I see a dialectic. Let’s look at our Arab citizens. One of the results of the last [series of] elections was a 50 percent growth in Arab participation. An immense sense of participatory citizenship that marks an immense opportunity. And yet this is in some ways met with a very regrettable rejection, almost an a priori rejection, of 20 percent of our citizens, who are deemed to have the right to elect, but not to be elected. Something happened in Israeli politics here — for good, for bad, something dramatic, among the Arabs.
Now you look at the ultra-Orthodox groups: There is a long process of integration as well — in the economy, in politics, in life. There are some hopeful things happening at that level.
There are people, of course, who cite biblical verses to prove that this was all preordained or that we can find evidence that divine powers had this in mind. Rather than saying yes, verse X of book Y shows that this disaster will strike in 2020, are there genuine lessons those texts provide for us?
I always wish these omen readers would tell us ahead of time. (Laughs.)
But if you look at lessons, we come back to the starting point of our conversation. There are two major lessons, that relate to the human condition as a whole.
The first is really internalization of our utter vulnerability — the vulnerability that we’re paradoxically exposed to, among other things, because we have more and more means of control. You might say the human sin is to cross the boundary between the human and the divine, a sort of self-deification. That’s a deep failure in us. We need to understand that we are finite creatures, standing before God in our utter finiteness.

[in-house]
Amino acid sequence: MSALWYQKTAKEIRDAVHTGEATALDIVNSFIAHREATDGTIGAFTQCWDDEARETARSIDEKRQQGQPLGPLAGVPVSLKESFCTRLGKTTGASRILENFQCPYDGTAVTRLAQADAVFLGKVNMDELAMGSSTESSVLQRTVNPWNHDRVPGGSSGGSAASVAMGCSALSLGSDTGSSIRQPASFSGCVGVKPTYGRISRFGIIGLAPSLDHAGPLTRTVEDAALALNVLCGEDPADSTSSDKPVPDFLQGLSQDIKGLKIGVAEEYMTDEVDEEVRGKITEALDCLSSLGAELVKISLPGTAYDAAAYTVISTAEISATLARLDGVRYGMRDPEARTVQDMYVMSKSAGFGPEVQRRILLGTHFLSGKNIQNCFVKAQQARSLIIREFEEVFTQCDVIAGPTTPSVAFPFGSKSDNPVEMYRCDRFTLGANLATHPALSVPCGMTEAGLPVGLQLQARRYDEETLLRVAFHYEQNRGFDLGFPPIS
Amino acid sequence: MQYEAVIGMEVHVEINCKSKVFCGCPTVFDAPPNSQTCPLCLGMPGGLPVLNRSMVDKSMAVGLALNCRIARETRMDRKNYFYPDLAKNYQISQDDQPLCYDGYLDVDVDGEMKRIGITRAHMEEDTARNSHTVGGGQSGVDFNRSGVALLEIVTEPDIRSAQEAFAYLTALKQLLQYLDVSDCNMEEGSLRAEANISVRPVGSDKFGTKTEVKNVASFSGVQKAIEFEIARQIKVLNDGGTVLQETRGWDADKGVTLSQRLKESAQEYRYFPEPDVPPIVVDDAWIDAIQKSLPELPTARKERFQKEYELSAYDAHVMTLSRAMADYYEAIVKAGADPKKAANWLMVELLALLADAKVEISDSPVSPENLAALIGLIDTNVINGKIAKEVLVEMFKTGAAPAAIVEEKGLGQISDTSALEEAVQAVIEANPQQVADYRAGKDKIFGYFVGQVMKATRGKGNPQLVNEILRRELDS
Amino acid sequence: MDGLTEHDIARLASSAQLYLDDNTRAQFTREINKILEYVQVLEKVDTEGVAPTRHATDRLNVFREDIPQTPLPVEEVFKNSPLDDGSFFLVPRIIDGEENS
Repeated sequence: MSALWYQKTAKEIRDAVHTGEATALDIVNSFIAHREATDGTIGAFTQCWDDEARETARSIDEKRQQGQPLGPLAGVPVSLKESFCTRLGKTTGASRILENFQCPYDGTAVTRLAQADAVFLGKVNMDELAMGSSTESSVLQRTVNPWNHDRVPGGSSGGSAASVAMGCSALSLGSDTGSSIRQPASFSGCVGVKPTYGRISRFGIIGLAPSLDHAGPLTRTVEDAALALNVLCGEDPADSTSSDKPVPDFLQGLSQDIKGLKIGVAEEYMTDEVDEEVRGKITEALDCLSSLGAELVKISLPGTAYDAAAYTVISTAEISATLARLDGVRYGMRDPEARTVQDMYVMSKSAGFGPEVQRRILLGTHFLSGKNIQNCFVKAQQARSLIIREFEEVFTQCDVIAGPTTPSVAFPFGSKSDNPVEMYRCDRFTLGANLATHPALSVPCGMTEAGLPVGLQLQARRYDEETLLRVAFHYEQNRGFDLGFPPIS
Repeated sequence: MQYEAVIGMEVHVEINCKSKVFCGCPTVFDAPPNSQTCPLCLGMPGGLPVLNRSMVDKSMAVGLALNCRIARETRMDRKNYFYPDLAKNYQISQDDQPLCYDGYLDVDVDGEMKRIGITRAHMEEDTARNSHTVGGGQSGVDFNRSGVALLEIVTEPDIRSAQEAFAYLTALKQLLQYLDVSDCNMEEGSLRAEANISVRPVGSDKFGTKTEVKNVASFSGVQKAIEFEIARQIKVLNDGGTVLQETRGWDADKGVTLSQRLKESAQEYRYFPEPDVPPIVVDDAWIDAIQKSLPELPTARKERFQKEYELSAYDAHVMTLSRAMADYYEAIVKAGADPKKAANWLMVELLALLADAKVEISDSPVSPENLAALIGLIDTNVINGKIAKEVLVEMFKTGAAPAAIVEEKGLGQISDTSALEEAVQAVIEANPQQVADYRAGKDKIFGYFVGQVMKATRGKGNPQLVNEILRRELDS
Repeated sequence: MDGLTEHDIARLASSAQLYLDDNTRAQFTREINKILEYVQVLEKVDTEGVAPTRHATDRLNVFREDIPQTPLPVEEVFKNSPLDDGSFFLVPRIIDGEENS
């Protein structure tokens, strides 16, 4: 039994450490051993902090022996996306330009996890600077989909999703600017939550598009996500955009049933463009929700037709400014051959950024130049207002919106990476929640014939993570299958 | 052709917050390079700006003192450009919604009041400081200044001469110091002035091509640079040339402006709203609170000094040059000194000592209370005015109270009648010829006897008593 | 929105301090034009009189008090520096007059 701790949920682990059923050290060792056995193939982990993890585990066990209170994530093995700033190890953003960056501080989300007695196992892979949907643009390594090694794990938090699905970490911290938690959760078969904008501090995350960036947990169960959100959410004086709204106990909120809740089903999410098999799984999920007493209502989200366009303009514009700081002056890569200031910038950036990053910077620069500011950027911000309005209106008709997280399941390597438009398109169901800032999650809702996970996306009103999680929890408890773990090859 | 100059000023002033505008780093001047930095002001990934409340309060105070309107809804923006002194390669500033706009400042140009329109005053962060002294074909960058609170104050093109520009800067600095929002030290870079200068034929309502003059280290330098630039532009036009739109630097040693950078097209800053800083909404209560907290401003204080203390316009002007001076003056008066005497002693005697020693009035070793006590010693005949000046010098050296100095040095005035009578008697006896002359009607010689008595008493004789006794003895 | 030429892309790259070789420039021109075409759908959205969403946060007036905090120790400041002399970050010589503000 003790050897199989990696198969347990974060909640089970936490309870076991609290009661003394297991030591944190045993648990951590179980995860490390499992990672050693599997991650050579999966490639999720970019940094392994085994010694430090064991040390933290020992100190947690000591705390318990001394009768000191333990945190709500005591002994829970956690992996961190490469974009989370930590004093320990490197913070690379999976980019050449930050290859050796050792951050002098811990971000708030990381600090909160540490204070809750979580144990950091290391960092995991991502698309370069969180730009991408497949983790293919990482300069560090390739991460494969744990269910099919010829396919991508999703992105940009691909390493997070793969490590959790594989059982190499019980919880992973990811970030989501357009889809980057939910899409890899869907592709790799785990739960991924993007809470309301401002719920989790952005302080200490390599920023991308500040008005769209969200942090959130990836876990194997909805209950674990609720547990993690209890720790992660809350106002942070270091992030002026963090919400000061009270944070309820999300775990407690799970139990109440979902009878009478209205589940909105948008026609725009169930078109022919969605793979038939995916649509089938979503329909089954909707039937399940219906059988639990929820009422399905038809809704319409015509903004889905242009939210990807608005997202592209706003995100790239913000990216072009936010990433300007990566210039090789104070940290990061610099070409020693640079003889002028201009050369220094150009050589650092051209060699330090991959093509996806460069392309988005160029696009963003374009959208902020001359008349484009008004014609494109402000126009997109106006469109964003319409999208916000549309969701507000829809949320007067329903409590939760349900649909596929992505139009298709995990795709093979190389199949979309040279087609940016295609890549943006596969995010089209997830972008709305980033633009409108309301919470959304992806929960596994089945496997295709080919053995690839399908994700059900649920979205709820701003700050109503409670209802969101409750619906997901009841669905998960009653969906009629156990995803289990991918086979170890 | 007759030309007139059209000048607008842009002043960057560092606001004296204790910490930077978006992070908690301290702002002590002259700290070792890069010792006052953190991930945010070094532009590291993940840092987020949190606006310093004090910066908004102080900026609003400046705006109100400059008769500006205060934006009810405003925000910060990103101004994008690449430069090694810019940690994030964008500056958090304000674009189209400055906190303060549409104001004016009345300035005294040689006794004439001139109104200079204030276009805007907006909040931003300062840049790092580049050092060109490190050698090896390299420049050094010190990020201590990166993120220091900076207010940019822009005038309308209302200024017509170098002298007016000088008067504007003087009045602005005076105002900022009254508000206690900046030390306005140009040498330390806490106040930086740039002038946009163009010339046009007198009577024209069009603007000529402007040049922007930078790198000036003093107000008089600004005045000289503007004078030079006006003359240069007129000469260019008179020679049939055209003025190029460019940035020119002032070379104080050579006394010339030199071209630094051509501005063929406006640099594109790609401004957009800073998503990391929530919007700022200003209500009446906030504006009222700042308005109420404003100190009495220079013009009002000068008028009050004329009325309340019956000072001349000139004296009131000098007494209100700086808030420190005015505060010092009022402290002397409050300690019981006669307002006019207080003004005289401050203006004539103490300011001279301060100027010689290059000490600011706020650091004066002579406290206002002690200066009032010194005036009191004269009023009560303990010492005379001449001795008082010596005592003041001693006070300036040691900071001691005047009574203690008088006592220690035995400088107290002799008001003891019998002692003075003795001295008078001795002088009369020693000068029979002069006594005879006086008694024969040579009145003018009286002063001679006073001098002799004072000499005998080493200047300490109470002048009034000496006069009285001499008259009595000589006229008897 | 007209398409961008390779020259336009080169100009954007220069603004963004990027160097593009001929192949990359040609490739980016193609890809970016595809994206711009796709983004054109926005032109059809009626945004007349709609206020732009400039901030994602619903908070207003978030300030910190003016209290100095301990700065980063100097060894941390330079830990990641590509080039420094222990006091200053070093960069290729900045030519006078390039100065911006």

Then the second aspect is to realize that nothing of this magnitude that happens to us can ever be independent of who we are or what we do or what we can do. You might say it’s a constructive way to think about that idea of retribution, or providence.
The omen in it, is not, Well, that’s because we haven’t, say, kept the Shabbat or something. It’s always intrinsic to what happened. It’s tied. There is something that happened to us as a group, as a species, that we being who we are could avoid, confront, and deal with. Whatever happened to us is never fully independent from what it is we’ve done or omitted to do. That’s at the point in which the sense of vulnerability doesn’t turn into fatalism or nihilism. It turns into a moment of introspection.
A kind of reckoning, right?
So what is it a reckoning for? What should we be thinking about? Have we overburdened the planet? How have we acted wrongly?
The ecological picture is a dimension of it. But it is mainly what we’ve failed to do in two major areas: First, in the total lack of societal preparedness. And second in terms of our civic response: We have to look seriously at the breakdown of trust. The lack of trust, of communal trust. In its absence, the capacity for coordinated, shared activity is so difficult to reach.
There is a reckoning in the way societies have been structured for so many years.
But I’m sure the temptation will be for those with the means to do it, to try to elevate themselves above the danger rather than address the deeper problems.
Absolutely. Here we come to thoughts about the power of events per se. Look at a country like the US. It is both simultaneously better than the developed world in many, many ways, and like the developing world in many ways, in one habitat, in one territory. So yes, you will have that [effort by some to place themselves above danger].
And that will be yet another failure of humans to reckon. And then, unfortunately, they will have to face another omen, another sign.